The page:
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The Good-Enough Samaritan/The Good-Enough Mom

At a women’s theology conference this winter, one of the speakers, Laura Brenneman, spoke about the “good-enough Samaritan.” I was immediately taken by this slight twist in interpreting an old story. And we must remember that it was just a story, told by the master storyteller, Jesus. So many times preachers or speakers parse and dice the story as if the Samaritan, the priest, and the Levite were all real people. Based on real people and scenarios I’m sure, but, in the end, just a story. If you haven’t read it recently, it is found in Luke 10:25-37.

While it is important to do your best, at times we should accept just being “good enough.”

Laura noted that the Samaritan in the story (we even use that name as a stand-alone thing to refer to anyone doing a good deed for another, and we have a law named for it) behaved honorably and mercifully in rescuing a stranger of another race. But Jesus does not tell the story in such a way that the Samaritan gives his all or changes his long-range plans to stay and nurse the stranger back to health. The Samaritan is shown leaving the man in an innkeeper’s care. He paid someone else to take care of the man (which undoubtedly is going the extra mile, but still he didn’t feel he had to do it himself). Laura brought that out to illustrate how neither do we need to feel like we need to do everything all the time for everyone else, in spite of stories held up like this illustrating exemplary action.

As a woman and a mother, I needed to hear that. We’ve heard, likely, of the “good-enough mother.” That’s about laying off of the guilt we all feel at times as we go about our roles and work. While it is important to do your best, at times we should accept just being “good enough.” And while we all want perfect children, the perfect church, and the perfect spouse—sometimes we need to be more mindful and grateful for the “good-enough husband” or the “good-enough wife” or the “good-enough pastor.”

As parents, we want to be there for our children—but sometimes we have to accept that we can leave our children in someone else’s care—and pay them—and go on our way without feeling horrible guilt.

As children of adult and aging parents, we want to be there for our parents—but sometimes we have to accept that we can leave them in someone else’s care—and pay them—and go on our way without feeling horrible guilt.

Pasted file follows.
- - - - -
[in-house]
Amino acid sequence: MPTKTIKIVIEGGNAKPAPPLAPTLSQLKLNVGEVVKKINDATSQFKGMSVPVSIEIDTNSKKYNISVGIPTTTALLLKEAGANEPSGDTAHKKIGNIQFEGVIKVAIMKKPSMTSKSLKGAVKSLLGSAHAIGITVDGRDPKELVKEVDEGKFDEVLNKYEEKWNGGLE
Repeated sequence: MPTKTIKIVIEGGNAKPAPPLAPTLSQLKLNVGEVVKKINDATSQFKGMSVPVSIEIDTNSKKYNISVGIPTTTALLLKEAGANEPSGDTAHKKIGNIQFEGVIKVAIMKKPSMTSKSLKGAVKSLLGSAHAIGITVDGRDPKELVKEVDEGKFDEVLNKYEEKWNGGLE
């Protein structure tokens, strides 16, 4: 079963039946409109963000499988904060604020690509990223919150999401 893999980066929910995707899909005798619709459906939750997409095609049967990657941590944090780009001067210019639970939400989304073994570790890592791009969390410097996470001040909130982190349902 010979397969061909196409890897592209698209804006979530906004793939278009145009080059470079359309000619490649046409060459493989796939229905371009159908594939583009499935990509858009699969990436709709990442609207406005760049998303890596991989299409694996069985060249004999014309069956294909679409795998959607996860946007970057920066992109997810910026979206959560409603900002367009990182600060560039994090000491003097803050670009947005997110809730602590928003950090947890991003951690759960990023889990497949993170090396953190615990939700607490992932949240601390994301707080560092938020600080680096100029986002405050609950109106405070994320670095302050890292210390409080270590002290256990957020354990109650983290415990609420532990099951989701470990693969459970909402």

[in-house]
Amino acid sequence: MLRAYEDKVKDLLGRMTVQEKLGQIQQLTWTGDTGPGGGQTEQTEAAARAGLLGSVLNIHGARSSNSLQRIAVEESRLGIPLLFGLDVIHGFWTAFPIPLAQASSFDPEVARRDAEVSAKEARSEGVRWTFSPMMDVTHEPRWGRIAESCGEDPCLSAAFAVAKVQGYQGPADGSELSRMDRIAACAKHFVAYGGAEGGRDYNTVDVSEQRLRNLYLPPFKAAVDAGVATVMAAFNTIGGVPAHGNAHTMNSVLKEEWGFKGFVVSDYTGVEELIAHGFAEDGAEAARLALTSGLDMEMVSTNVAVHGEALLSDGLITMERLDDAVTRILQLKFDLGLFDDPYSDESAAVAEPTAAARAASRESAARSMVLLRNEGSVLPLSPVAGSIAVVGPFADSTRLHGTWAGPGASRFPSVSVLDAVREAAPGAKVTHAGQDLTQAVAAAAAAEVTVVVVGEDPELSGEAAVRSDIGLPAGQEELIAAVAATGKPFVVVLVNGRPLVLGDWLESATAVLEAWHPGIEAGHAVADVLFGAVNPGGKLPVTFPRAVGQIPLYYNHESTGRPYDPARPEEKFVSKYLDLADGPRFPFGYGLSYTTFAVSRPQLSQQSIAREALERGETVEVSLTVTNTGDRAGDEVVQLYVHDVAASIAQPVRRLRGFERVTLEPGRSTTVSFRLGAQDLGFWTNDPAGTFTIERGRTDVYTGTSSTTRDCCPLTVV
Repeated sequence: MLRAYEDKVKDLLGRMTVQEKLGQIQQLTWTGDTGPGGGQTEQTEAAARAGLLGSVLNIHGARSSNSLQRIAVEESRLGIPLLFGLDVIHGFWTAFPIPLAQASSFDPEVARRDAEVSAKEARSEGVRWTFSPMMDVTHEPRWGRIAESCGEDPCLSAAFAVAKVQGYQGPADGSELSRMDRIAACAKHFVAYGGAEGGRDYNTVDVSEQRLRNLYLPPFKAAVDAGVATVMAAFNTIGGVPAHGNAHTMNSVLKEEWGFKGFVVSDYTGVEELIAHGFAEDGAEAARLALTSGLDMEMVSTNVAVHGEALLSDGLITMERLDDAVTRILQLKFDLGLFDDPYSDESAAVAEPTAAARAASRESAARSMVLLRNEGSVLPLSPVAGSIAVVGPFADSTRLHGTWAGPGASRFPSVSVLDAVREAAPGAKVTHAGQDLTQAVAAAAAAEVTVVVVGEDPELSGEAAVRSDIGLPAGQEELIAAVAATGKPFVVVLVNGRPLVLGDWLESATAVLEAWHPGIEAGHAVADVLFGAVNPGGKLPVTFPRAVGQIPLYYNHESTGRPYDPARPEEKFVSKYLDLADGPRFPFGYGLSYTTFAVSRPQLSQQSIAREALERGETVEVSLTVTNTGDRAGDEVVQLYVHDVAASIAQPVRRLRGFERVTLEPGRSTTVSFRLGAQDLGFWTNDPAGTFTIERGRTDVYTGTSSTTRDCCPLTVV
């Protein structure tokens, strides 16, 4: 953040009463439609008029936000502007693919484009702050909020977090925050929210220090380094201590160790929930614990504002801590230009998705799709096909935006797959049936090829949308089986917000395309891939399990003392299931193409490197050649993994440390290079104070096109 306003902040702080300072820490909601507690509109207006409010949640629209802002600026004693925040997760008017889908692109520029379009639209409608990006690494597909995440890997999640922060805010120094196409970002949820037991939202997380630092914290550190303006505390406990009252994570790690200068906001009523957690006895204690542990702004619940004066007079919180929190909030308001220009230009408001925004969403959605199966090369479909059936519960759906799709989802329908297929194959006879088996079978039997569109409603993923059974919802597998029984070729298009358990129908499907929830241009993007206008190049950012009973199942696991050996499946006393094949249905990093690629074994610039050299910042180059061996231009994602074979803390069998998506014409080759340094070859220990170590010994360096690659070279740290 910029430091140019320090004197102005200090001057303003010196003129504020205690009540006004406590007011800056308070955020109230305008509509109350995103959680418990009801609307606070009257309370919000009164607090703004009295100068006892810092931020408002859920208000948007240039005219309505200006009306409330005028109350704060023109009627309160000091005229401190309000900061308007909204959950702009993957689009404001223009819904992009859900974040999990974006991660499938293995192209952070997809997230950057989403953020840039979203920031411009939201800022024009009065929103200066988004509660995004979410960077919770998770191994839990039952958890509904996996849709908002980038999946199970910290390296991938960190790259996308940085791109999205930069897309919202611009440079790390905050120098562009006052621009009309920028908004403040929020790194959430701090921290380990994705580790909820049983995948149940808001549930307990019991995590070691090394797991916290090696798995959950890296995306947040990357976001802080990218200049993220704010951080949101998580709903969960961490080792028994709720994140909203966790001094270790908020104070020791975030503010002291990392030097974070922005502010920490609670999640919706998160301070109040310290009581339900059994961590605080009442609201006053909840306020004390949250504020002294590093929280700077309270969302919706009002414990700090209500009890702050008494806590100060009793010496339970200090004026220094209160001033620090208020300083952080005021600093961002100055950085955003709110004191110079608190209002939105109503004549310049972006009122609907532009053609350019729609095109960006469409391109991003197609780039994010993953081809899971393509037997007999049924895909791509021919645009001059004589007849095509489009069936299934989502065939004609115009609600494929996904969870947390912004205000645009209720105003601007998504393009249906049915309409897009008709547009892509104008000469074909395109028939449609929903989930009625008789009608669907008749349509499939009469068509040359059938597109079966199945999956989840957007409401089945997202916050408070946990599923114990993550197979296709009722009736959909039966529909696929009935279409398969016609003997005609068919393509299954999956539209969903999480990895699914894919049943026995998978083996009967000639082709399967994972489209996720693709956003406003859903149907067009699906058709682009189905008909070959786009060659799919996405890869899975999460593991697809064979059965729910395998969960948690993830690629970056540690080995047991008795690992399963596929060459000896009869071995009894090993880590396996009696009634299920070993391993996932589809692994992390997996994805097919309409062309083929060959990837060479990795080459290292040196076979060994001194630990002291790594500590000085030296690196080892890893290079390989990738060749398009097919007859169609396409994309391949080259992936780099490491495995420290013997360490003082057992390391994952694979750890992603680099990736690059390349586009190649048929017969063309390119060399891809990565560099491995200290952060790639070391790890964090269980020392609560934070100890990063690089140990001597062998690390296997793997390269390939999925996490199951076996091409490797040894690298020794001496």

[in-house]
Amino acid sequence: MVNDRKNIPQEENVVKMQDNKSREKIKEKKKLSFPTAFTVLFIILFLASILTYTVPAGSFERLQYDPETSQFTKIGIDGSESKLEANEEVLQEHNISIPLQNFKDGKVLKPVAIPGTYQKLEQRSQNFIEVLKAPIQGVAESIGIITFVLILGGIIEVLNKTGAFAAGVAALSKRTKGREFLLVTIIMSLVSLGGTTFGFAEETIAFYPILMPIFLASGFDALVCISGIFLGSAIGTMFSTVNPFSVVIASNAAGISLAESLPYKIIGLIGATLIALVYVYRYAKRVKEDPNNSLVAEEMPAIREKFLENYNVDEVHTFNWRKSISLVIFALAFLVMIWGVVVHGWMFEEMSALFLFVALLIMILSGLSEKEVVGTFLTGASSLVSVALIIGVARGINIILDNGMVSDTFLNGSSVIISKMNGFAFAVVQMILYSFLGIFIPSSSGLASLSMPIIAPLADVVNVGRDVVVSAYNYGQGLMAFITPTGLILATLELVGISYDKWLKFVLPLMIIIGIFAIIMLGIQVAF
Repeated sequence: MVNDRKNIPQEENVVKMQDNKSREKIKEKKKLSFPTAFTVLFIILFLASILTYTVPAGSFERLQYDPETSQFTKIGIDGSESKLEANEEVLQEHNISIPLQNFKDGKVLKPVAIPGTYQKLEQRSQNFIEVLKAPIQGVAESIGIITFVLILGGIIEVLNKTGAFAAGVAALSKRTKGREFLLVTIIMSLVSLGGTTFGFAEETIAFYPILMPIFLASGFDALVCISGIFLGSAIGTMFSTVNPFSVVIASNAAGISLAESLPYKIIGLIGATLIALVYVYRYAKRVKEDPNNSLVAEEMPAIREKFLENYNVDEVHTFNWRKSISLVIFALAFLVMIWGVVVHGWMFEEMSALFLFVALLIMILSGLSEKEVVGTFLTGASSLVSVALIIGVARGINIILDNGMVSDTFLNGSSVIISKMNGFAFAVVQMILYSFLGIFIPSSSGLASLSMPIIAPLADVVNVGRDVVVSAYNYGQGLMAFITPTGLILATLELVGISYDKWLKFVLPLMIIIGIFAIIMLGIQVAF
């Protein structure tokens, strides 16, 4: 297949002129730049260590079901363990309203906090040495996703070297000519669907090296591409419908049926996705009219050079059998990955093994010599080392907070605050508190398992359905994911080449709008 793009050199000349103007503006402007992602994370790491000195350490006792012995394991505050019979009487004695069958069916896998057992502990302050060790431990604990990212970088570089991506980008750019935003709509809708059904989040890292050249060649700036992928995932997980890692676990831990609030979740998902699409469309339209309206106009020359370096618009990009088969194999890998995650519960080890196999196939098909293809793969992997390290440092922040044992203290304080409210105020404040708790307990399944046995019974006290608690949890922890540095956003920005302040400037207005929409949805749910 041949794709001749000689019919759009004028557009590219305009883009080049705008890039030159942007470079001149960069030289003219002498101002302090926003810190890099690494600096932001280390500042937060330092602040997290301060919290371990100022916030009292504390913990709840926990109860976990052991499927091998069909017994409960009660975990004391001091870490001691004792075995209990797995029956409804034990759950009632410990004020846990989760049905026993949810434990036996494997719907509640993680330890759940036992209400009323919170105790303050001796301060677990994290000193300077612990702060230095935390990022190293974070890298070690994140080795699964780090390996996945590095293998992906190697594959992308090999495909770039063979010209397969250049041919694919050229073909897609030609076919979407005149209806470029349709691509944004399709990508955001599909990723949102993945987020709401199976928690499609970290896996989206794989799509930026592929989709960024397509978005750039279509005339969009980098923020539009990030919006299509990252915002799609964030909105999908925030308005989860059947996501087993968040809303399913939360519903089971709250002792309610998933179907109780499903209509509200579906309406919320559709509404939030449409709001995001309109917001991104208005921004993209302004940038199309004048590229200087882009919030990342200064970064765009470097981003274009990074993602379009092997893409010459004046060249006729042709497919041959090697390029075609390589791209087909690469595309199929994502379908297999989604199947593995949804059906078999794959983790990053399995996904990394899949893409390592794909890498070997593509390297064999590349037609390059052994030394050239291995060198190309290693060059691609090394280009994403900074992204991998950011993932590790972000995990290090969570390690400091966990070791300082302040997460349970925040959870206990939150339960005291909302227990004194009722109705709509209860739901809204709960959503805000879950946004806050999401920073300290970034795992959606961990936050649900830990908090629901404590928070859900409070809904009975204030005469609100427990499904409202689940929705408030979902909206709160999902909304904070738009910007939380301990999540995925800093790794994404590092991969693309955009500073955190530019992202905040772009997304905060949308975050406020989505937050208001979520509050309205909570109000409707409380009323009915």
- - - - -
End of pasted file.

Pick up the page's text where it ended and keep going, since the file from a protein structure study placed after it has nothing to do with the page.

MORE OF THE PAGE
As a mother or father, you may like to have a decently clean house with good meals for your family—but perhaps you decide you can get someone else to provide the cleaning and meals—and pay them—and not feel guilty. Or occasionally use hired help for the same. You get the idea.

Obviously, some parents need to pay way more attention to their kids than they do, and I know nursing homes are too full of elderly parents who no one comes (or only rarely comes) to see. I’m not talking about these kinds of folks. I’m speaking of all those who are giving 100 percent and feel they need to give 120.

In our spiritual lives as well, there is a paradox between the grace and acceptance that we receive from God—God looks at us as beloved children and loves us for who we are—and the need and desire to grow into better and more perfect people.

Ann Quindlen, a favorite author of many who has written many fiction and nonfiction books was asked in an interview by Pillar Guzman at the Momfilter blog about juggling her career and her family. I loved some of her answers:

Takeout is a godsend, and neatness is overrated. So are meetings; most office meetings are busywork and should be outlawed. You get twice as much from someone who is permitted to work at home. But you don’t get much done at home unless your kids are in school or you have a sitter at least part-time. When in doubt, choose the kids. There will be plenty of time later to choose the work. And, by the way, I have never been asked about balance by a guy, only by women. Guys still believe they will balance work and family by getting married. That’s got to change. But I wish I had been better able to combine that with letting things go a little bit. Nobody really needs a bath every night. Nobody really needs a balanced meal for every meal.

This sounds to me like someone who has learned that you can be a “good-enough mother” (or father) and go easier on yourself.

What do you think?

 

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Posted 4/24/2014 7:00:00 AM

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